Whatever words we utter should be chosen with care for people will hear them and be influenced by them for good or ill.

Siddhartha Gautama (563–483 BC)

Wording for everyone

Wording is important: On this platform I use certain terms and I avoid others. This can have legal aspects, e.g. webinar(™), or ambiguity of a word in the English language. Furthermore, this platform is supposed to be liberal in the true sense: that means TWL does not address a certain group of people, a certain continent or country nor a certain ethnic, cultural, tribal etc. background. TWL is open to everyone who needs support for his or he workshop. TWL is there to support personal growth and progress of individuals and who asks for it.

No gender issues

Nor is a certain gender preferred. I use sometimes she, sometimes he or he or she when I draft an example or describe a situation. Every human person regardless their sex or gender who visits this site is more than welcome.

Informal address

Luckily, English doesn’t make a difference like many other idioms between you and you. So, we don’t have to deal with it in here. In case I facilitate a workshop in another language, which differentiates like in my German mother tongue or in French or Spanish between “Du” und “Sie” (German), or “tu” or “vous” (French) or “tu” or “usted” (Spanish) I prefer the more personal Du/tu/tu. Accordingly, in English I would call someone by his first name and by title and family name.

Technical Terms and Wording

To avoid distortion in our communication we should agree on a few terms and their use of certain wording. Not too many to bore, still a few for lore.

Workshop, Seminar or Webinar(™)?

On the TheWorkshopLeader.com we deal with all kind of event formats. The most common ones are the following with a short definition

  • Workshops: a group learning of knowledge, skills or attitudes
  • Digital workshops (DiWo): workshops being on or simulated on computer or networks
  • Seminars – offline or online: a course or meeting for giving and discussing information
  • Meetings: assembly for a common purpose
  • Conferences and summits: a meeting of two or more people to discuss matters of common concern, which can be online or offline
  • Online courses: a directed and structured travel of students to a given learning goal
  • Trainings: the process of acquiring skill, knowledge or experience
  • etc.

As the very likely the best way for developing ourselves is working and learning in a group, practicing and experiencing something, I prefer workshop, be it virtual or in a specific place, as the widest and most useful term. You can apply a multitude of methods and it still remains a workshop. Furthermore, it involves more the idea of a process, which a group passes together. A seminar is too much reduced to pure information without the options of attitude and skill as well as without experience (though there is a seminar experience of course). Additionally, for me it is connoted with studying in a university or a religious institution.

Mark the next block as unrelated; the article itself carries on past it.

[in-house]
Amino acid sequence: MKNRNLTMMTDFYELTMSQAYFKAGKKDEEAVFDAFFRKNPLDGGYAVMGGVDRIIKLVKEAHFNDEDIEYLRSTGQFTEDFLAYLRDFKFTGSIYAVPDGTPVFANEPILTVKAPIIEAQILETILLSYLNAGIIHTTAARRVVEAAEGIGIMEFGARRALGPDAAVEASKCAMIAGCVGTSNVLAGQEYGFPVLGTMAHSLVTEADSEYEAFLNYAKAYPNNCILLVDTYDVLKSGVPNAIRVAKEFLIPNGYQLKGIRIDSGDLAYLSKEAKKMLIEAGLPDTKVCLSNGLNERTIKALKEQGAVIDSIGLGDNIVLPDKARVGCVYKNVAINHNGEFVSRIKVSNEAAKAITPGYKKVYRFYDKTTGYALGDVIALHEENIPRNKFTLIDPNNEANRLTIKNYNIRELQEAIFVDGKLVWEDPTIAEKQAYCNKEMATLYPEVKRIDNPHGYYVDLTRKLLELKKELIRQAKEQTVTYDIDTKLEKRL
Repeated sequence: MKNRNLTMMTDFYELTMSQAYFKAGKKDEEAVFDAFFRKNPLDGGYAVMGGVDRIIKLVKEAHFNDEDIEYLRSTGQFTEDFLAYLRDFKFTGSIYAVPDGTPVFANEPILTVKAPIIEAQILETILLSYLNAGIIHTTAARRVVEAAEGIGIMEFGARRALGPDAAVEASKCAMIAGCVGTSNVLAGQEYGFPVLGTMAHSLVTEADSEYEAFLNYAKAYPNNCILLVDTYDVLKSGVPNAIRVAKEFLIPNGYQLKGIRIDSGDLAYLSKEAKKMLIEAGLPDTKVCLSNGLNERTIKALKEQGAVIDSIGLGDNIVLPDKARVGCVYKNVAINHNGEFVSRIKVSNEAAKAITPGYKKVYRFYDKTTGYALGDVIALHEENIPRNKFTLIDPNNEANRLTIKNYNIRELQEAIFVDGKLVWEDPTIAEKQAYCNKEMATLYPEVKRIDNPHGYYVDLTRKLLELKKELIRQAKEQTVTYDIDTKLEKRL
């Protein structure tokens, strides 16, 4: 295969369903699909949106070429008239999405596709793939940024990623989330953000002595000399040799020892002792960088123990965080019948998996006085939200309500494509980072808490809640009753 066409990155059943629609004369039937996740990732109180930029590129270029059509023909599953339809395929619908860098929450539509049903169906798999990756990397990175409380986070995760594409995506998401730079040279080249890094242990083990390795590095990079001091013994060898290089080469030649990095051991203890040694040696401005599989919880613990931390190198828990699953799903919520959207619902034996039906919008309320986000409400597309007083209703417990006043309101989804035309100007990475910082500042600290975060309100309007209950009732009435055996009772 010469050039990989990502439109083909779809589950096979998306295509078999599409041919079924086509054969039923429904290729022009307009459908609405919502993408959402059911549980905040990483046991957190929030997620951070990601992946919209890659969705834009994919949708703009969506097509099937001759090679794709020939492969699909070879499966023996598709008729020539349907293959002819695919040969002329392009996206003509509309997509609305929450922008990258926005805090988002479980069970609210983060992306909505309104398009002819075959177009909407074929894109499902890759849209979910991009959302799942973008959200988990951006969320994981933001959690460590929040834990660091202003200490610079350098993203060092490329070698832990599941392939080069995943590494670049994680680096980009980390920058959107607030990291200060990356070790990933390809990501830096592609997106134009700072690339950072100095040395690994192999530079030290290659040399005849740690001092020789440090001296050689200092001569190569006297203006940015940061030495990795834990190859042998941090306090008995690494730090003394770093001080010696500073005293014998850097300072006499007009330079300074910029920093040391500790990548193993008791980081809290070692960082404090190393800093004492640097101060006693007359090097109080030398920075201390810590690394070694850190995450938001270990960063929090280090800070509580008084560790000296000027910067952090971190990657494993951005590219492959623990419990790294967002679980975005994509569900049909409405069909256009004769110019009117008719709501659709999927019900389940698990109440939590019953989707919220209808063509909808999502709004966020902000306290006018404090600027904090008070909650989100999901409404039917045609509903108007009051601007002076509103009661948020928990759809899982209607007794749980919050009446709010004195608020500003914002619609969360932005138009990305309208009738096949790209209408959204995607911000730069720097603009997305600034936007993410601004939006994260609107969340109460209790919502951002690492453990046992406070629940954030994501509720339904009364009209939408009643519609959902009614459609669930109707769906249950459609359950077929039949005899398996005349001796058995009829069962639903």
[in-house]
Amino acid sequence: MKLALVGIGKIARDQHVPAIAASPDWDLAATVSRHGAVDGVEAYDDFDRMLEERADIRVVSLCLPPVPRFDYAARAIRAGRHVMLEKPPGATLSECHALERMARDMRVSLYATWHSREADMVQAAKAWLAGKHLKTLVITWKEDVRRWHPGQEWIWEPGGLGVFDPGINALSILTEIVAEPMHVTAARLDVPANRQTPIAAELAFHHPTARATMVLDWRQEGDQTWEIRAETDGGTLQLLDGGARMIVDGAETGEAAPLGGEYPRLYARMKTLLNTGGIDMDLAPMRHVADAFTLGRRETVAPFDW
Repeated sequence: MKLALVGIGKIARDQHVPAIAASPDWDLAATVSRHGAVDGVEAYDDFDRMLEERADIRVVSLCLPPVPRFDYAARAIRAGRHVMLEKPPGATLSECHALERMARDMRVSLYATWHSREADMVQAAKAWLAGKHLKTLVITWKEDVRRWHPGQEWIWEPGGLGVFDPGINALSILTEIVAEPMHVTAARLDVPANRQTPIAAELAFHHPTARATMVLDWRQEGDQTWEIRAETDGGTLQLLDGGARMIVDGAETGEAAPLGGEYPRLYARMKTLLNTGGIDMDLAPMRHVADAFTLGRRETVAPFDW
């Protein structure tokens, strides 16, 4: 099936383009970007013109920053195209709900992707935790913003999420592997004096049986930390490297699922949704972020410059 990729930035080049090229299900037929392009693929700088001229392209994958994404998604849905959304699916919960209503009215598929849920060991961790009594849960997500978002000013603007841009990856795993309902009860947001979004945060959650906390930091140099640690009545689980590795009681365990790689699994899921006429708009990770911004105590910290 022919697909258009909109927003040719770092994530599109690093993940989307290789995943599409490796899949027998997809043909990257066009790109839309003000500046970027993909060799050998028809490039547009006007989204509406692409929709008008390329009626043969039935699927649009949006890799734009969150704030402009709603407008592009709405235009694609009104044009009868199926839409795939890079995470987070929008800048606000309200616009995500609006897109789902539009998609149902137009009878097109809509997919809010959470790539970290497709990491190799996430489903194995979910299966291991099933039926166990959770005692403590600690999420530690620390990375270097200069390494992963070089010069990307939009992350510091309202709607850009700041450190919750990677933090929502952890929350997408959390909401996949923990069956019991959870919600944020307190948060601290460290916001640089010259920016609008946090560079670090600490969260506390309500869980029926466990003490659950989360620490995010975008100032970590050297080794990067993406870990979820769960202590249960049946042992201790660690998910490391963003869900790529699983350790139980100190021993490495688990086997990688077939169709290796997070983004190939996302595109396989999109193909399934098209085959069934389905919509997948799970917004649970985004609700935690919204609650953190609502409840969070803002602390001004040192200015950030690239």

Due to the size and organizational effort, conferences and summits are more seldom. We do not deny their value and validity. Whenever given, we will discuss them. However, they are a little less in focus due to their frequency. And mostly, professional event managers organize them, who – at least I hope so – don’t need my support, but are more asked to contribute and share their experiences with us.

The wording Webinar(™) became quite widespread in 2019. There are two reasons I won’t use the word.

  1. In Germany the term is legally protected. Thus, I can’t use it as TWL is hosted in Germany without the risk of being fined.
  2. The popularity of this format led to a blurred understanding of the term and other hand to an overuse for marketing purposes. Most WebSeminars are in reality sales pitches in disguise.

Leader or trainer?

A teacher is like a candle: she consumes herself to light the way for others. In other words: trainers offer practice, the bad ones only theory. This takes a lot of energy of the trainer, and the result depends very much on the willingness of the student.

A leader, however, inspires and creates the willingness. He shows a path, gives orientation and a student or participant has to walk himself. He or she is more the guide on the side, not the sage on the stage. The leader offers room for learning and accompanies the process of personal growth and development. That’s why I talk of leading a workshop – not giving a training.

Moderation or facilitation?

Both words, moderation and facilitation, are used more or less synonymously – with a slight preference for moderation in panels, group discussions and seminars and a leaning over to facilitation if it’s a method or workshop. The wording moderate stems from the latin word moderare, i.e. To calm down, to temper, to avoid extremes. Sometimes this might be the wrong way to instigate progress and to uncover a truth. So, both terms are in use and mostly – for good reasons – I will speak of leading a workshop 😉

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